Employee retention. Who has not discussed this topic before? What could be done? Can leaders have a better impact on the challenge? Or is it just the present context in the IT sector in Ireland, especially in Dublin, that generates this problem?
With 9 out of the 10 top global software companies operating here, the ICT sector is thriving in Ireland with more than 105,000 people employed in 2016 - up 40% from 2010 - including another 12,000 people working for indigenous companies, producing more than €2 billion turnover per annum ( Irish Software Association, 2017). This situation has created a candidate-driven market. Turnover is high for companies having to fight to retain their staff longer.
Five recommendations that can change the game
- Leaders and their executive teams can make a difference. Build an executive or a management team composed of people sharing the company mission, vision and values and who share the ability to work with each other. Myers-Briggs personality tests or Belbin team roles can help build the perfect mix.
- Bring purpose to employee engagement to get performance. Help your talents to understand their strength and build an employee success plan from the hiring to the reward stages. The V2MOM framework from Marc Benioff helps map out Vision, Values, Methods, Obstacles and Measurement from a companywide to an individual contributor.
- Employee development is an investment into the present and the future. Discuss further education options as a key benefit for employees. It is advised to use the 9-box of HR model from McKinsey to display performance and potential of the employees.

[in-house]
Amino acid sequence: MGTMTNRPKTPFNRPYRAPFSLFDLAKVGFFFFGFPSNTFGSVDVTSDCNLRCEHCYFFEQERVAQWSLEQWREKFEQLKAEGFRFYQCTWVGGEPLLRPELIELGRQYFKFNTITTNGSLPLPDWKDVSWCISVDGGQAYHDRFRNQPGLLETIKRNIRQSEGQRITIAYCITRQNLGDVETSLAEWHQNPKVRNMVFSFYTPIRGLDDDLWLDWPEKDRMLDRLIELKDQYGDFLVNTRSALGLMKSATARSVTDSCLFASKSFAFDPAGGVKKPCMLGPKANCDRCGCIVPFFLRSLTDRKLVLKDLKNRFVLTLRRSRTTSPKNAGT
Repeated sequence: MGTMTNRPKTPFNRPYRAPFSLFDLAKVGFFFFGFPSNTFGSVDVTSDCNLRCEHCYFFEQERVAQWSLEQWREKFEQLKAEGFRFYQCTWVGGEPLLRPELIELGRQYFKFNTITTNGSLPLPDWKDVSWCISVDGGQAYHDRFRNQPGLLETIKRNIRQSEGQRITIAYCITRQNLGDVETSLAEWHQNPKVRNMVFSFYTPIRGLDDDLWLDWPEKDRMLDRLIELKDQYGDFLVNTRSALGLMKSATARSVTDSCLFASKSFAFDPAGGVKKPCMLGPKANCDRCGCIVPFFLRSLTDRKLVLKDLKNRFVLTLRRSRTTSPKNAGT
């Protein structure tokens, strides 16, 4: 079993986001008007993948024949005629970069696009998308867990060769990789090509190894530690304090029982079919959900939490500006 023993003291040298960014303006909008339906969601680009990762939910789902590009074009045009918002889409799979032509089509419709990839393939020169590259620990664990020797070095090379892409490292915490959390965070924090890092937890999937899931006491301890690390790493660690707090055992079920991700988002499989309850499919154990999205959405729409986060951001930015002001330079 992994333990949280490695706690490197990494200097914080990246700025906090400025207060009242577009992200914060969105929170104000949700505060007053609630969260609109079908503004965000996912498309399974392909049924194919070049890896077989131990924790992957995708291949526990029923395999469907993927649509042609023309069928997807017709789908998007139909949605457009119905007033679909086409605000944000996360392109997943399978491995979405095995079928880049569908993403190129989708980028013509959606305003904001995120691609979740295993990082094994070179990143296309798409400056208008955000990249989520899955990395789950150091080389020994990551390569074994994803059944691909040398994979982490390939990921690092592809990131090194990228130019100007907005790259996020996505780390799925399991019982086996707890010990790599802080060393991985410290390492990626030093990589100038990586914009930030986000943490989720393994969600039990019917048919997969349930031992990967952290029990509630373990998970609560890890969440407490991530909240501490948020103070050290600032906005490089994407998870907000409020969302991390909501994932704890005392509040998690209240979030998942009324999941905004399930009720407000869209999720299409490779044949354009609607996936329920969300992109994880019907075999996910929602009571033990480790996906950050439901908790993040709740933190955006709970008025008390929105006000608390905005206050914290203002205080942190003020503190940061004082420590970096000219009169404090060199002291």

- A strong culture is a culture of employee success and retention. Run anonymous employee surveys quarterly to evaluate employee pride in working for the company, willingness to recommend it to their contacts, frequency of their thoughts to leave, willingness to work in the company in 2 years’ time. Solutions from companies like Qualtrics are very easy to implement.
- Ignoring reality is not a choice. Get back to the origins of the company and the values that make leaders proud to create or join the business they are currently leading. It is the leaders’ responsibility to permanently think about re-recruiting their own employees to keep them, and not to consider them “bought” forever. They should also never forget to ask for help, if needed, from their peers, alumni, mentors, or business associations like the Institute of Directors in Ireland.
While these recommendations are just the beginning, I am hopeful these tools will allow more businesses to sharpen their focus back on their talents, whatever the external context may be. Trusting and empowering employees is the best way to develop a business in a healthy way. The future is ours, and it’s within our power to shape it.
Guillaume Hernoux https://www.linkedin.com/in/ghernoux/ is Head of Partnerships & Growth Consultant at Transpoco, an Irish leader in Telematics. His thesis was submitted in partial fulfilment of the requirements for the degree of Master of Business Administration of Henley Business School (University of Reading, 2019).